Important in this respect is the concept of maintenance margin. This is the minimum amount of margin money that you need to maintain. If your margin balance drops below this, you will have to transfer funds to your broker to replenish the amount. Here are 5 things to know about margin calls.

Commodity trading tips

1. Use simulations to understand how the market works

Some websites allow users to simulate commodity trades. This can help you gather some initial practice in the commodity market. Practice is critical because commodity trades are leveraged margin trades. A single trade going wrong could lead to huge losses. That is also why you should carry out thorough research before taking any trading positions. If you need help, here’s an article to help you identify market trends.

2. Awareness of the news can help with trading

Metals and agricultural commodities, for example, are traded all over the world. So, events in some other part of the world can have an impact on the prices in India. Suppose the Northern hemisphere experiences a cold winter. The demand there for heating and furnace oil will rise, leading to an increase in demand. Consequently, crude oil prices will increase in the markets and may impact your trades. Consider also how precious metals like gold and silver register price increases following a disaster of some kind. This may happen because investors flock to invest in these assets. There may be indirect impacts as well. For example, a flood somewhere in the world could affect the supply of certain agricultural commodities. If India produces the same commodities, there may be an opportunity for price rises in the domestic sector.

3. Choose a few commodities for your portfolio

Keeping up with the movements of a wide range of commodities and the news surrounding them is impossible. This is why it is better to pick three to four commodities that you can focus on thoroughly. Keep in mind that the commodity markets are open 24 hours a day. So, following too many commodities could stretch you out completely. You could also hire an investment adviser who is an expert on the commodity markets to give you trading calls. Just remember that trading calls are subject to risk.

4. Find the right broker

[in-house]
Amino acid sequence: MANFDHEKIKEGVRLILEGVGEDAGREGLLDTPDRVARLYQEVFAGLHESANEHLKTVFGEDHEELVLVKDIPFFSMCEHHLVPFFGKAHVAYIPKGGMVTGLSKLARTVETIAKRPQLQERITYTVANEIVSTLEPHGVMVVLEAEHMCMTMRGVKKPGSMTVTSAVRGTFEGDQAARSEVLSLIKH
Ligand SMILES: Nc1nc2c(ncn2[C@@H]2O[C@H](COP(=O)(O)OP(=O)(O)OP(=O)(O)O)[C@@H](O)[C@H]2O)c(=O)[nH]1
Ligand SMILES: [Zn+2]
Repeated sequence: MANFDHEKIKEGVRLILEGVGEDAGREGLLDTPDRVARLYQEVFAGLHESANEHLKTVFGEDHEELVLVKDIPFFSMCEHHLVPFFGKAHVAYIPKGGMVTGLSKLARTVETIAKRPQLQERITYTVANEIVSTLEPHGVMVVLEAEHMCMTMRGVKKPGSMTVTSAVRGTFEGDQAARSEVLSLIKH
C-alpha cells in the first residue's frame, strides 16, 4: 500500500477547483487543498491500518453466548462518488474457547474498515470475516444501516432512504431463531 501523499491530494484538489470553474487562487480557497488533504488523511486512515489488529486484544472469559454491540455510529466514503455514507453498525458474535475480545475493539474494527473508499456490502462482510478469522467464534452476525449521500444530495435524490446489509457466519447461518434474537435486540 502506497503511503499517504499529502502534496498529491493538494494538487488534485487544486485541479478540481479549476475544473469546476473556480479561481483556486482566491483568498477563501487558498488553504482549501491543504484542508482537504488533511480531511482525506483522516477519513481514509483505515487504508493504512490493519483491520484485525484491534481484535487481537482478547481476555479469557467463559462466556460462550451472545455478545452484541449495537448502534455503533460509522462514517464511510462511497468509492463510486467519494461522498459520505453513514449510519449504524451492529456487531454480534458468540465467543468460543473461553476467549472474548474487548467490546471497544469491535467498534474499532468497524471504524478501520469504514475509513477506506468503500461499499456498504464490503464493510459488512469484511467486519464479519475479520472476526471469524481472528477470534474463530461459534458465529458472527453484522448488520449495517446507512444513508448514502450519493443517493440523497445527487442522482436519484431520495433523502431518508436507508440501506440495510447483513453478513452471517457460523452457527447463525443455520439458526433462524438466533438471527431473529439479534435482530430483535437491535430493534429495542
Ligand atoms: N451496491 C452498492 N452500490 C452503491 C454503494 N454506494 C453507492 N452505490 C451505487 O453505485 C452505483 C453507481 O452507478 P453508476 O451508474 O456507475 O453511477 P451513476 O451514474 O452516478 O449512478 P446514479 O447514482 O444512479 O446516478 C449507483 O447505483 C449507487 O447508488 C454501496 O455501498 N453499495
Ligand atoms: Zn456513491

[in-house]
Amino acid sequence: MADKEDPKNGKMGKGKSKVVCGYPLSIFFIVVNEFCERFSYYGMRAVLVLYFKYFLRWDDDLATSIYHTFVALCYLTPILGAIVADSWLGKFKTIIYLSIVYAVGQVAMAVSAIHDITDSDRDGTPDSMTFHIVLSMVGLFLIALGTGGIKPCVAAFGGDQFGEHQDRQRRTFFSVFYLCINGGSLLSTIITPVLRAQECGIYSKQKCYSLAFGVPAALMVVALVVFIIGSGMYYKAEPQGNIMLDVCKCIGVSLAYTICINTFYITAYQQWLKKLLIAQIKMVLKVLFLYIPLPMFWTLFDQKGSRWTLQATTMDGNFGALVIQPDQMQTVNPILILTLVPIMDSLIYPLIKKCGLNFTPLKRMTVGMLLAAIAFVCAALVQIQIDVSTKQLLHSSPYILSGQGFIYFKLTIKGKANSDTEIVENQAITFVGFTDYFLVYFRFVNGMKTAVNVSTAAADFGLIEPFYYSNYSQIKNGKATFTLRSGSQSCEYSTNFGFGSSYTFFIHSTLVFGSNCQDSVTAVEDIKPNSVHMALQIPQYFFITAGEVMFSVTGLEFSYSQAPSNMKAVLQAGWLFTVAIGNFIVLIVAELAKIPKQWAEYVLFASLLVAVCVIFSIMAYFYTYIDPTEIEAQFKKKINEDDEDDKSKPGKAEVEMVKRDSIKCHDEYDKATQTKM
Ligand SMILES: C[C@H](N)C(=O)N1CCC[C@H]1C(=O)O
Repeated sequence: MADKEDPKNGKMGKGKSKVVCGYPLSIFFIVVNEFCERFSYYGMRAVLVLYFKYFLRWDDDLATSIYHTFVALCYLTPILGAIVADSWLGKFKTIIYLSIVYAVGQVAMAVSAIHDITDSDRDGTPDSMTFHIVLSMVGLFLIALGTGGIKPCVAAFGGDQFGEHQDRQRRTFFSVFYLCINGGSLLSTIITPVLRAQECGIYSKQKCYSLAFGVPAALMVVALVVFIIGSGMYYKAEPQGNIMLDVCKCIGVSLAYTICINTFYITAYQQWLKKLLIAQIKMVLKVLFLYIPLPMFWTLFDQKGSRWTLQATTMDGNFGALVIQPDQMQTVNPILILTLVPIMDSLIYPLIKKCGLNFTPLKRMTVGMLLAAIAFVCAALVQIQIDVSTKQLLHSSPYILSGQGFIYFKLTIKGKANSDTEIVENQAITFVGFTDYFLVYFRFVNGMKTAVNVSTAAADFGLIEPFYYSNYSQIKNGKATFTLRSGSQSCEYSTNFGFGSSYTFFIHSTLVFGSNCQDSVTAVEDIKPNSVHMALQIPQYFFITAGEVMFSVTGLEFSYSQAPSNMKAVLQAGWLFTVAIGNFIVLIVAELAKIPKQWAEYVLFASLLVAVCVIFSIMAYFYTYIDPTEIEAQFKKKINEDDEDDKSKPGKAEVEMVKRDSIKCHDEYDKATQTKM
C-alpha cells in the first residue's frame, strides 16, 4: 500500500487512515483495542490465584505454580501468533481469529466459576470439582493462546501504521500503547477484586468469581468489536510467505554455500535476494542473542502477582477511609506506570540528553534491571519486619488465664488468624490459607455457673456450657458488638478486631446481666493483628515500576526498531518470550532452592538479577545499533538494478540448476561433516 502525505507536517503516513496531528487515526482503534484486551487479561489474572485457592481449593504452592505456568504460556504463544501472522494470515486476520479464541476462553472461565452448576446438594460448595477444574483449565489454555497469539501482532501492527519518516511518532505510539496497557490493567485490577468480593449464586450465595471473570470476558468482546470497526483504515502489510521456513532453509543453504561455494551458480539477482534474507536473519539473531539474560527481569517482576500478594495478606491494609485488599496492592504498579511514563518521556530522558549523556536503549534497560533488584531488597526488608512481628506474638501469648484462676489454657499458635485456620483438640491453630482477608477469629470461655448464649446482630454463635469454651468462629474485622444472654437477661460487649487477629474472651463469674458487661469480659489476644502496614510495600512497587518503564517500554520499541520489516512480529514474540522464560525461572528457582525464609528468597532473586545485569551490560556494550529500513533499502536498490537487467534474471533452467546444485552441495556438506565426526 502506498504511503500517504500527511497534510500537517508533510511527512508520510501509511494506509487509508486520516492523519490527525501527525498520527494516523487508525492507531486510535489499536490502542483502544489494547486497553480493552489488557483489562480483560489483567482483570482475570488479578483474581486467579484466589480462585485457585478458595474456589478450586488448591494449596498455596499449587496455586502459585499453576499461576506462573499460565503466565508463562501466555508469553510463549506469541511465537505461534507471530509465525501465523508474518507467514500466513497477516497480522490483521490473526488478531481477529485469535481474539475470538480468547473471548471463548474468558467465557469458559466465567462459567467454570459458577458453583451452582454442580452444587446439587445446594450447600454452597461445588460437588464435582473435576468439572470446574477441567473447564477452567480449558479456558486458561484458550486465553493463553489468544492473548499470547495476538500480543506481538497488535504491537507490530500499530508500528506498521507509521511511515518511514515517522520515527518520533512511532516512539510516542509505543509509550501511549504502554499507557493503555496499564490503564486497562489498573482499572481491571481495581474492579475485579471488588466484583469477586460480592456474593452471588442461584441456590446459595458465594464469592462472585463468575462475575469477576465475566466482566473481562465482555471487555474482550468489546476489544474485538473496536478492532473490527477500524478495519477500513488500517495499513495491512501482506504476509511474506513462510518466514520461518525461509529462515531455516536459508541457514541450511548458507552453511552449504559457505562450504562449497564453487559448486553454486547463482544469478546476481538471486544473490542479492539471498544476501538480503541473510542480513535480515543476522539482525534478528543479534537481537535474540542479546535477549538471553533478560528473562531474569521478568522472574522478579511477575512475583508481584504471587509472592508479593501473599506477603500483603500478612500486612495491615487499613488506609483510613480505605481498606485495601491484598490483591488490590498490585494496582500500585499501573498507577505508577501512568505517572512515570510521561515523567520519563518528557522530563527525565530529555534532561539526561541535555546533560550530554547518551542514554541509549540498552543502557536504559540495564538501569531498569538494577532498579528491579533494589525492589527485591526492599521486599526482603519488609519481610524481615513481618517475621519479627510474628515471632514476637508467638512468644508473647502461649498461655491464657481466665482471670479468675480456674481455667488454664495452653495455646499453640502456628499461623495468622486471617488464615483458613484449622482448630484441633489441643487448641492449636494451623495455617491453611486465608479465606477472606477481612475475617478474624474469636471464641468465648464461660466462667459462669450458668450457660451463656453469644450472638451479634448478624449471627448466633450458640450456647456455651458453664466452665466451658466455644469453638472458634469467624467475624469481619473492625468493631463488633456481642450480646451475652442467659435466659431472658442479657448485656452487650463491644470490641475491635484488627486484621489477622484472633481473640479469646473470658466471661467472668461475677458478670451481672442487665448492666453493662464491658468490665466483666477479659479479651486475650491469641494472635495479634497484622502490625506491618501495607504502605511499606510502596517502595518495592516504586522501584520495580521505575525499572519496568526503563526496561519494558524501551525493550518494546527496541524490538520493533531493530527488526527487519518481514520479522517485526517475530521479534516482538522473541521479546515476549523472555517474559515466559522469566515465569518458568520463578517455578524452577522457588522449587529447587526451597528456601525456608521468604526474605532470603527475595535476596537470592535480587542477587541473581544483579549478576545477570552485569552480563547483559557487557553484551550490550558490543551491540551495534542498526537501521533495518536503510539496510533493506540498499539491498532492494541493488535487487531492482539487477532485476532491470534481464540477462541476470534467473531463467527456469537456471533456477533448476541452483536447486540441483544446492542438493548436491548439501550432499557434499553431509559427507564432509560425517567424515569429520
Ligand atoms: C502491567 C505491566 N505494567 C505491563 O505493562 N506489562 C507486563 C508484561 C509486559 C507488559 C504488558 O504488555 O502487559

To engage in commodity trading online, you will need to open a separate commodity trading account with a broker that is registered with a commodity exchange. The broker must provide you with the right back-end support for your trades while keeping their brokerage fees affordable. While opening the account, you will need to sign a Broker and Client Agreement. You do not need to open a separate demat account though. Simply use your existing demat account and link it to your commodity trading account. Any trades you make in the commodity market will get debited or credited to your demat account.

5. Choose your instrument wisely

As a commodity trader, you get to choose between futures and options. Futures contracts give you the right to buy or sell a commodity at a fixed price in the future on a specified day. If you do not square off your trade before that date, you will have to purchase or sell the commodity at the price mentioned in the contract. Options, on the other hand, offer a little more flexibility. They give you the right but not the obligation to buy or sell the commodity at the predetermined price. For instance, should you go long in a crude oil option, you could choose not to purchase the crude oil. Your loss in the trade would then be restricted to the option premium you paid when investing in the option. Click here to learn the differences between futures and options.

6. Fix an entry price and exit price

Intraday traders generally set entry and exit prices on each trade. This helps them to book profits and reduce losses. The same strategy is helpful for commodity traders as well. Knowing exactly when to enter a trade will give you more control over choosing the right time to exit. Your exit strategy should consist of a profit trigger and a stop loss target. You can then create a standing order that will execute your trade if the exit price or stop loss is met. The simplest tip to trade in commodities online is to buy low and sell high. But you could also enter a sell trade first and then square off the trade by buying the commodity at a lower price. Learn more about stop loss orders.

Conclusion

Online commodity trading can be an effective way to diversify your financial portfolio. Just keep in mind that commodity trades carry a degree of risk. This is primarily because their prices are impacted by various national and international factors, including weather patterns and natural or man-made disasters. However, seasoned investors recognise the importance of detailed research and analysis. Also it helps to open an account with a broker like Kotak Securities that has its own research division. You could then refer to their in-depth research reports and recommendations before making any trading decisions.